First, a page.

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These fact checks of North Carolina politics are a collaboration between PolitiFact and WRAL. You can hear them Wednesdays on WFAE's Morning Edition.

NC Sen. Jeff Jackson's claim about endangered hospitals was wrong, fact-checker says

Hush Naidoo Jade Photography

In this week's fact check, we look at a claim made by Democratic North Carolina state Sen. Jeff Jackson of Mecklenburg County. Jackson, who is running for the U.S. Senate, spoke about the need to help rural hospitals during a Democratic candidate forum in Greensboro earlier this month.

Here’s part of what he said: “The five most endangered hospitals in the country are all in our state.

Paul Specht of WRAL joins us to analyze Jackson's statement.

Marshall Terry: So, how about it, Paul? Is it true? Are the five most endangered hospitals in the U.S. in North Carolina?

Jeff Jackson
Jeff Jackson
N.C. Sen. Jeff Jackson

Paul Specht: It does not appear to be true. We can't find evidence to support that fact, and the key point of this fact check was his quote sort of comes across as if it's some sort of BuzzFeed list like, "Hey, check out the five most endangered hospitals in the country." And when I heard that, I interpreted it to mean the five hospitals that are most likely to close. But we couldn't find a credible list anywhere — by experts, by associations or anything like that — that sort of ranked hospitals by how severe their financial conditions are. At least not in a numerical order.

Terry: So, what is Jackson referring to here, then?

Specht: He was referring to a report that came out last year, 2020, by The Chartis Group, which is a research group that studies health care. And what they've done is they've found some financial documents of various hospitals across the country, and they developed a statistical model and determined that some hospitals are more financially vulnerable to closure than others. And so they categorize them by saying they are "vulnerable" or "most vulnerable." And so there are 216 hospitals across the U.S. that they considered to be in the "most vulnerable" category.

Terry: And so how many of those are in North Carolina? And how does North Carolina compare to other states?

Specht: Right. Six out of the 216 from that report are in North Carolina, and these are all in rural communities. But what we found in this report was that there are several states that have more hospitals that are in that "most vulnerable" category than North Carolina does. North Carolina has six. Texas has 41. Oklahoma has 17. Tennessee has 15. So, while it's fair to say that North Carolina has some hospitals that are suffering, it's misleading to suggest that our state is worse off than other states.

Terry: Does this study name these hospitals?

Specht: It does not. And that's another thing. When I when I heard this quote at this forum, I wondered, "OK, which hospitals are these? Should people in the community be made aware?" But no, these reports don't identify the hospitals.

Terry: Why does it not rank the hospitals in terms of which one is the most vulnerable in the country? And then on down on down the line?

Specht: Well, we reached out to The Chartis Group as well as other hospital associations at the national level and state level, and they all said that it's just sort of difficult. The only people who have the full picture of each hospital's financial health are the hospital managers and operators themselves. So, if you're an outside group looking in, you can sort of use publicly available documents to some degree to make a judgment call. But they said it's very, very difficult. Without having every last document from every last hospital, it'd be very difficult to rank them.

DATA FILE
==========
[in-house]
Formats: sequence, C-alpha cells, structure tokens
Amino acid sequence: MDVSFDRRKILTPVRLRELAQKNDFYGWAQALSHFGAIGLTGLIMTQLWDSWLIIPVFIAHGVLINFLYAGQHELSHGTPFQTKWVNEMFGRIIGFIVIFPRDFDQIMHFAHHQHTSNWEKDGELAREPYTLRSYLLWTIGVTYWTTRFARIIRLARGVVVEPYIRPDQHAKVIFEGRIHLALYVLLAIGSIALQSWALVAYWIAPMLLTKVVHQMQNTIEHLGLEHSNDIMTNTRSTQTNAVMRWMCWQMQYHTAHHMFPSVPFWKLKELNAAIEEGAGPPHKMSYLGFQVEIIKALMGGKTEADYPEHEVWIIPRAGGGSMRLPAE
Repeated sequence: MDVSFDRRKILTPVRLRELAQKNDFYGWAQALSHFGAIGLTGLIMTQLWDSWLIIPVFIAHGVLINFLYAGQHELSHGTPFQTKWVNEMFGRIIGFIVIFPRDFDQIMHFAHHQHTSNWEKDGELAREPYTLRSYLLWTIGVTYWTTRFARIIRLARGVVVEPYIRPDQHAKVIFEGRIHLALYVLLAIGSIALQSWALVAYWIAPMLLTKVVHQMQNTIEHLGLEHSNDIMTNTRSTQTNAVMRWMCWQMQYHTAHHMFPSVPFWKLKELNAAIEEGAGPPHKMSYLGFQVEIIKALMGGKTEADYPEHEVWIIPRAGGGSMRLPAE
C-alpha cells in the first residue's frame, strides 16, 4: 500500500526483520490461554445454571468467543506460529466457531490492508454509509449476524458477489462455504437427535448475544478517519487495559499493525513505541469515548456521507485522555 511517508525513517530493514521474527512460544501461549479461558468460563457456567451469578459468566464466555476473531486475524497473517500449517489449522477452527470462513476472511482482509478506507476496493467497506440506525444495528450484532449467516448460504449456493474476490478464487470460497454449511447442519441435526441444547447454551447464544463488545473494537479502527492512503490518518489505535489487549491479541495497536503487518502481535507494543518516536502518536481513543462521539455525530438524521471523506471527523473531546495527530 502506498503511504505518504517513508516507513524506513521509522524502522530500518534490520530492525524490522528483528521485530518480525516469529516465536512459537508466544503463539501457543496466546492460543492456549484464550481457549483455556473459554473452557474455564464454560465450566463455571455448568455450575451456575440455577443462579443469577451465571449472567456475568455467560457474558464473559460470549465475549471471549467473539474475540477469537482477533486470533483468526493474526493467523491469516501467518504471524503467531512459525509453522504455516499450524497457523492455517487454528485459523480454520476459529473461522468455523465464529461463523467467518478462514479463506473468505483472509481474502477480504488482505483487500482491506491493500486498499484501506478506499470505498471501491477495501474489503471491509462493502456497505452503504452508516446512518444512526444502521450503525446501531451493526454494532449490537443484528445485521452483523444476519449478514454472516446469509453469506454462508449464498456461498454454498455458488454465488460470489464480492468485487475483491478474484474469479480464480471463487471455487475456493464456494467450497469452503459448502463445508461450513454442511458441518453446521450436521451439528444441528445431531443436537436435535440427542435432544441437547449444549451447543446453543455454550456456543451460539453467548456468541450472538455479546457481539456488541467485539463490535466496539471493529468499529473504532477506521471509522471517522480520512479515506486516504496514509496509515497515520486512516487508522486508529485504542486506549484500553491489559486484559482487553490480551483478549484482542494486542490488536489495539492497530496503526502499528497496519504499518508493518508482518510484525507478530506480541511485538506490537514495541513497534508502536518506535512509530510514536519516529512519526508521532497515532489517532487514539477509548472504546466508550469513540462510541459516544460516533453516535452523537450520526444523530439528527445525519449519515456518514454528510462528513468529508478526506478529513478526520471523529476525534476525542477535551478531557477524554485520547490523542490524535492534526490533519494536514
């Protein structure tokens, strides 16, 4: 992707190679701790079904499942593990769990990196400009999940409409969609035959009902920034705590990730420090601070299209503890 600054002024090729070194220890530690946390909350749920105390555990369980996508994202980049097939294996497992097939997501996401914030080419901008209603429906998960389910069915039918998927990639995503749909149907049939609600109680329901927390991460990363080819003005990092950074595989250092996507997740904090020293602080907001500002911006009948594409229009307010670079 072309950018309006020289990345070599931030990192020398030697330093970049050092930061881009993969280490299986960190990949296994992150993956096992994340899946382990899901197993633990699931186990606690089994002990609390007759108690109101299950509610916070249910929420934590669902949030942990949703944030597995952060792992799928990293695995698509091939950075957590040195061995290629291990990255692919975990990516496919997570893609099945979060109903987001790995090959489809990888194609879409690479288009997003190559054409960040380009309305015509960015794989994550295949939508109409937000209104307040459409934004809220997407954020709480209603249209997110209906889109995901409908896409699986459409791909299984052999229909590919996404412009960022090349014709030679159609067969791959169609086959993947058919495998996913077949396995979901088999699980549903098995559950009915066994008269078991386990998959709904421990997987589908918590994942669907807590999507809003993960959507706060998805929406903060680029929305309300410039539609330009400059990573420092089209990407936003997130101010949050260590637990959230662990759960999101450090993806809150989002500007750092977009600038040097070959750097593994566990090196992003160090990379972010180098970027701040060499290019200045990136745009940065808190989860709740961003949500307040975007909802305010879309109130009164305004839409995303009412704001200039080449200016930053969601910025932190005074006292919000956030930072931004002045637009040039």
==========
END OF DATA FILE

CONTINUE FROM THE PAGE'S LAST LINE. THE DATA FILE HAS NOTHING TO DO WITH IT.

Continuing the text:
Terry: So, you said Jackson was referring to this particular study by The Chartis Group. What did he say when you reached out to him about this claim that he made?

Photo courtesy of Paul Specht
Paul Specht

Specht: He said he meant to say that six of the most endangered hospitals in the country are in North Carolina. And if he had said that, that would be true. But that's not what he said. He said the five most endangered hospitals in the country are all in our state. And, you know, these might sound like small word differences, but there's a big difference in saying the five most endangered are in North Carolina and six of the most endangered are in North Carolina. There's a big difference there.

Terry: So, how did you rate this claim by Jeff Jackson, then?

Specht: We rated this mostly false because there is a big difference between saying, "Here are the five worst or five most endangered" and, "We have five or six of the most endangered," especially when this quote is given in a forum setting. These candidates, they were in Greensboro and they were all asked, you know what can be done to reduce costs on patients and on hospitals and reduce costs to the emergency departments.

When Jackson pulls out a stat like this, he's saying, "Hey, here's something else you may not know. The five most endangered hospitals in the country are all in our state." In that context, if you're in the audience trying to judge which candidate is most knowledgeable and he pulls out this quote, that might leave an impact. And that's why we feel like it's important to check it. This particular quote that he gave was mostly false.

Terry: All right, Paul, thank you.

Specht: Thank you.

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Marshall came to WFAE after graduating from Appalachian State University, where he worked at the campus radio station and earned a degree in communication. Outside of radio, he loves listening to music and going to see bands - preferably in small, dingy clubs.